Advection Not Dispersion and Transient Storage Controls Streambed Nutrient and Greenhouse Gas Concentrations

Sophie A. Comer-warner, Phillip J. Blaen, Nicolai Brekenfeld, Daren C. Gooddy, Christopher Lovell, Kieran Khamis, Alexandra Bryden, Stefan Krause

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Streams and rivers are globally important in the carbon and nitrogen cycles due to high carbon and nitrogen turnover rates and contribute disproportionately to global greenhouse gas (GHG) emissions relative to their areal coverage. The hyporheic zone may be a hotspot of biogeochemical reactivity within fluvial ecosystems resulting in high rates of nutrient attenuation and associated GHG production. Controls on streambed nutrient cycling and particularly GHG production remain insufficiently understood. In this study, porewater concentrations of nutrients (NH+4, NO−3, NO−2) and GHGes (CO2, CH4, N2O) were measured alongside surface water breakthrough curves (BTC) of conservative (uranine) and reactive tracers [resazurin (raz)-resorufin (rru)] to provide insights into often assumed correlations between in-stream advective transport and transient storage metrics, and streambed biogeochemistry. Streambed biogeochemical concentrations were significantly correlated with advective transport time but not with dispersion and transient storage. The effect of advective transport time varied between chemical species, with NH+4, CO2, and CH4 exhibiting positive correlations and NO−3, NO−2, and N2O displaying negative correlations with advective transport time and vice versa for long-term storage. These findings increase knowledge of the relationship between hydrological drivers and streambed chemistry, potentially highlighting areas of the streambed expected to have elevated nutrients and GHGs. This improved understanding may allow chemical species to be effectively targeted by morphological restoration, which will aid in effective pollution and climate remediation.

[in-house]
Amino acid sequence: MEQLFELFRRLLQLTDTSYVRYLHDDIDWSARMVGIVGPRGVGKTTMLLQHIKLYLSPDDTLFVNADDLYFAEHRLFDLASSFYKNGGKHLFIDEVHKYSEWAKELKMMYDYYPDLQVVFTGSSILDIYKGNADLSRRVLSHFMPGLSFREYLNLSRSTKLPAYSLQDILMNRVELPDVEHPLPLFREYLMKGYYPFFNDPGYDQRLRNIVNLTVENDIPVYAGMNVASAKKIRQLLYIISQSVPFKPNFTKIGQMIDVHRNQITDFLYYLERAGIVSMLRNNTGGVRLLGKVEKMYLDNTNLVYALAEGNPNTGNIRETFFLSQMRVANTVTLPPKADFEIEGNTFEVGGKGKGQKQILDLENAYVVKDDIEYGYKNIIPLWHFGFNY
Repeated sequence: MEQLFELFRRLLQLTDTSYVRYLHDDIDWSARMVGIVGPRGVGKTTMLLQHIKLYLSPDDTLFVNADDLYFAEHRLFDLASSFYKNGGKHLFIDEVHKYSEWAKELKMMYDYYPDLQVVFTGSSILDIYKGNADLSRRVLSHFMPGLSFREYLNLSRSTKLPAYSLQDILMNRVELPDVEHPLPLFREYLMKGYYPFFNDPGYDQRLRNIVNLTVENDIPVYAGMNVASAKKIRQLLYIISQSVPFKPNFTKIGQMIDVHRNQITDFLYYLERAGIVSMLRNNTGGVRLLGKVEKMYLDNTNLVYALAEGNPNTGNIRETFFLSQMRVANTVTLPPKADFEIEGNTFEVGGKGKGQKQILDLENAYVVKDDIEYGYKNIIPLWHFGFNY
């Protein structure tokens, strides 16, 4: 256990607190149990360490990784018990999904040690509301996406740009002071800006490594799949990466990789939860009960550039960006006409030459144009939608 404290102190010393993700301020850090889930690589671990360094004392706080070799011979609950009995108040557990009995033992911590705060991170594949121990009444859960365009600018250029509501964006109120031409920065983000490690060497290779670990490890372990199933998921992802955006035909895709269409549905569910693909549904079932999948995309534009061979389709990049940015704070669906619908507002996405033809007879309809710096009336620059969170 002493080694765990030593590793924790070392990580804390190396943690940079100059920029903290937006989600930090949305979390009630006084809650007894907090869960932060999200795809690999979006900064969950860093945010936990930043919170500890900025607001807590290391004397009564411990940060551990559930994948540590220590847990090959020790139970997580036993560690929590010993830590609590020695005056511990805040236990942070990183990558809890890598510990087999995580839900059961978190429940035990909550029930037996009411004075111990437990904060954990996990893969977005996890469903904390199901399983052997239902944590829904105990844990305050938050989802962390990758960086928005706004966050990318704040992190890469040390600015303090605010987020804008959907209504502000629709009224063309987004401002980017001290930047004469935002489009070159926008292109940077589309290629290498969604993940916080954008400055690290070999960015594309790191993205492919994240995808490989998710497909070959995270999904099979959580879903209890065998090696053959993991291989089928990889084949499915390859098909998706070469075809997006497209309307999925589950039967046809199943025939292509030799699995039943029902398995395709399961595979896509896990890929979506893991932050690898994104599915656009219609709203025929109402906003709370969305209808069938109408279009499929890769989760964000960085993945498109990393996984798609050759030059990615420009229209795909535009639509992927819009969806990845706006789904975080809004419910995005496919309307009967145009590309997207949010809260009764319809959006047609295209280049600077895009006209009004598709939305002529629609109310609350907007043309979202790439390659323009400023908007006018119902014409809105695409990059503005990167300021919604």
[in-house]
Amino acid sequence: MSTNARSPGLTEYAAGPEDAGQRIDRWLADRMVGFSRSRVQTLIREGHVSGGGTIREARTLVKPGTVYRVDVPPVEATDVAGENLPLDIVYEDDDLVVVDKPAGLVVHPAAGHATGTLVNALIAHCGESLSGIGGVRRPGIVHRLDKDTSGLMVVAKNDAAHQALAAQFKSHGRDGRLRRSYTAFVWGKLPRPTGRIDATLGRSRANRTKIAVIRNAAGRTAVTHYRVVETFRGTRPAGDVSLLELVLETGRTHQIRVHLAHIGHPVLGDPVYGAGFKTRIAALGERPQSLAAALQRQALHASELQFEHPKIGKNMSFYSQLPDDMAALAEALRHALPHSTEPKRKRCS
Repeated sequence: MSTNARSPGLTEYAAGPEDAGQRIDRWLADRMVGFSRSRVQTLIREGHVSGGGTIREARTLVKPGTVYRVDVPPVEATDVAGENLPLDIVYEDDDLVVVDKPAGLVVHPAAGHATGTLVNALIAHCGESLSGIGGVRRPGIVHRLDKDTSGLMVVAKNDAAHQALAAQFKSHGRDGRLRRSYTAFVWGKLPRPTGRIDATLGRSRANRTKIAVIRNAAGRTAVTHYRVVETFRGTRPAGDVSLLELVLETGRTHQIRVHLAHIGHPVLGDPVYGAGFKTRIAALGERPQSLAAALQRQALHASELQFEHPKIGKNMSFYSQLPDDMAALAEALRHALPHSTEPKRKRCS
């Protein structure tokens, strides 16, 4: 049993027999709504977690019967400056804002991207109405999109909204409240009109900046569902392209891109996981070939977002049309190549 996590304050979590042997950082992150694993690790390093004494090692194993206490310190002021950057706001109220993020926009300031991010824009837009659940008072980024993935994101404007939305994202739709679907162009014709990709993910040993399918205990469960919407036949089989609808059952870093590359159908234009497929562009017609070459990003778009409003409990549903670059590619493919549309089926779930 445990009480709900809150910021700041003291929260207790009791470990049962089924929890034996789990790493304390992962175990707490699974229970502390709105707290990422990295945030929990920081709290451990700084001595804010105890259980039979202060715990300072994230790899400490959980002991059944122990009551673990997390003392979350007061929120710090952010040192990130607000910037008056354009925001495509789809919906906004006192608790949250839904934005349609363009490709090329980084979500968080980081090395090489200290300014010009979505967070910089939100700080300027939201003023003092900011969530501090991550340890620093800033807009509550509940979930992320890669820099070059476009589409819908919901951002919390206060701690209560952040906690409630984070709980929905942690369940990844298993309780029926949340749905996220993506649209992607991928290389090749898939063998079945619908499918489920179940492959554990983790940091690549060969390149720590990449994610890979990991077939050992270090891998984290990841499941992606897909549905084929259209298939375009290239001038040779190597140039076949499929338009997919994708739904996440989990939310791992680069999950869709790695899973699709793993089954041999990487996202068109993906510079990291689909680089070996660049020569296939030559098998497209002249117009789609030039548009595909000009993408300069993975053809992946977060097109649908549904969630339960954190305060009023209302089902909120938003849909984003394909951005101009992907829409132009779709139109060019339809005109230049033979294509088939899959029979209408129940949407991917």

Original languageEnglish
Article number668183
JournalFrontiers in Water
Publication statusPublished - 21 Jul 2021


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